The Tonawanda News
Tonawanda News — In July, a terrible wind storm blew down two sections of my wood fence and loosened the rest of 60-foot span which is on one side of the yard. Of course, I called what I consider one of the most reputable fencing firms, Classic Fence, who put it in originally and has repaired it over the last 20 years.
The salesman came out took measurements, gave me an honest quote, which the insurance company paid almost immediately. The sales person said it would take a month as the firm was backed up with work.
So I waited a month, then another two weeks, then called to see when it would be installed.
The very pleasant receptionist checked and said because of weather conditions it would not be installed until at least Oct. 24. (Perhaps you recall that the weather during those weeks was lovely, hardly any rain the lots of good warm weather.)
So, OK, I waited until a week ago when I called again to see if the Oct. 24 date was firm.
“It may not be until after that,” the woman said. Once again. weather was blamed.
So I called again and she said it definitely would be Oct. 24. And yesterday the fence went up.
When I told this story to a number of friends and relatives, every one had an experience with waiting for merchandise which matched and surpassed the time I waited. One said she ordered two reclining chairs and was told eight weeks, but the company went out of business before time was up. Another ordered a chair and wanted it in a different fabric. She was told 10 weeks but after call after call and three months passed with no result, she called, cancelled the order and demanded her money back. She went to another story and in three weeks had a chair she wanted. Very few have been satisfied with service. A friend of my son said his friend and his wife ordered a huge sectional that came with a side chair and matching pillows. The sectional came, but the chair and the matching pillows have yet to show up — three months later.
What are companies thinking? Why not tell the truth upfront? What kind of customer service are we getting?
Who is he?
Last week’s column included a photo of John Sullivan, a photo found in the street in the Town of Tonawand We are still searching for this young man’s identity.
Mike Addy, formerly of North Tonawanda and who many of us know from former Canal Fests, emailed to say the photo reminds him of a gentleman he met many years ago when they were both in the restaurant business.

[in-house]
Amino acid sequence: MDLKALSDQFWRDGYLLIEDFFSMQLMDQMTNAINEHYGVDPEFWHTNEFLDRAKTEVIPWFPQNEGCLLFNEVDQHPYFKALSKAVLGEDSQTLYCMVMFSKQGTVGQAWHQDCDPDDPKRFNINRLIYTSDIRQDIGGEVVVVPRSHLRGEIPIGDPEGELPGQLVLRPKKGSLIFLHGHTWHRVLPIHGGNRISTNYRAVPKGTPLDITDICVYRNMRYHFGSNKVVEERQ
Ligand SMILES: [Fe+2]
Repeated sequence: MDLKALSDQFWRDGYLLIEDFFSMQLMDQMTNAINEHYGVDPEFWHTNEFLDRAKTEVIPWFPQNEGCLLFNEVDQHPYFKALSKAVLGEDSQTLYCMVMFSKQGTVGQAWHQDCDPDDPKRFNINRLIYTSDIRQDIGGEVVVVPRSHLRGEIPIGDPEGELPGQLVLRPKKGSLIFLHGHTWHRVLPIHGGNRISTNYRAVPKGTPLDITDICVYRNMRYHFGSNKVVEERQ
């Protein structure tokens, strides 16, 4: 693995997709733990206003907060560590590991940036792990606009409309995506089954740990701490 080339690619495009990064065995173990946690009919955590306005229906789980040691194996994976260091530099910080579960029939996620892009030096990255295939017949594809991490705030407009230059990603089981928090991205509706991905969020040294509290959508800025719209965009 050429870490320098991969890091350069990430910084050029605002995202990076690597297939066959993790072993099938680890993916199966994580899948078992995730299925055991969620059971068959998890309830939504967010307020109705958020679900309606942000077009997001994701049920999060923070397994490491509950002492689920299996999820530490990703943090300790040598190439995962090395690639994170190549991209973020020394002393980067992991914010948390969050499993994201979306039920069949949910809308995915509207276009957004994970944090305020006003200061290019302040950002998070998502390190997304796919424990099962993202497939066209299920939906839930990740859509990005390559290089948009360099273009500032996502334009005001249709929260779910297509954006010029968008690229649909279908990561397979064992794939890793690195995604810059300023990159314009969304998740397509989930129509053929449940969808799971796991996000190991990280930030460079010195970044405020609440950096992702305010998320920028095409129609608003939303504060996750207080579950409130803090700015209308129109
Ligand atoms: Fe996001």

“We met in my last year with Canal Fest and prior to us moving to North Carolina,” Mike said. “The man’s name was also John Sullivan and has remarkable likeness to the picture. He was no longer in the restaurant business, but was in the real estate business. I wish I could remember who he worked for, but as I get older my memory is getting less and less.
“I know this isn’t much information, but perhaps it might help in locating the John Sullivan I knew back then. ... Canal Fest is still very close to my heart.”
Thanks, Mike. You are the only one who responded to the photo. Hope we find out more about the “mystery man.”
It’s so sad to see Budwey’s store sold. It’s one of the few business staples in town. Think about how many we’ve lost: McCarthy’s Fruit Market, Wagenscheutz Hardware, Cramer Hardware, Berns’s Children’s Shop, Morrison’s, Parsons Drug Store, Bob Johnson’s Meats, O’Connor Toy Store, Zeffrey’s, Litzenberg Hat Shop (our favorite especially at Easter when all women and children wore hats,) Fowler Electric, Sugar Bowl, Nestor’s, Werkley’s Candy Store, Fezer’s Market and Saffer Jewelers.
No doubt you can add dozens to this list, most of which were “uptown.” Even more if you add Oliver Street or Payne Avenue.
Condolences to the family of former NT mayor Mary Kabasakalian. She was one of the happiest, most gentle and giving mayors the city had every had. She came to all events she was invited to and always had great pride in the city. Not a politically driven person, she stood by what she thought and knew was right. She’s probably organizing heaven even as we speak.
Contact community editor Barbara Tucker at 693-1000, ext. 4110 or email email@example.com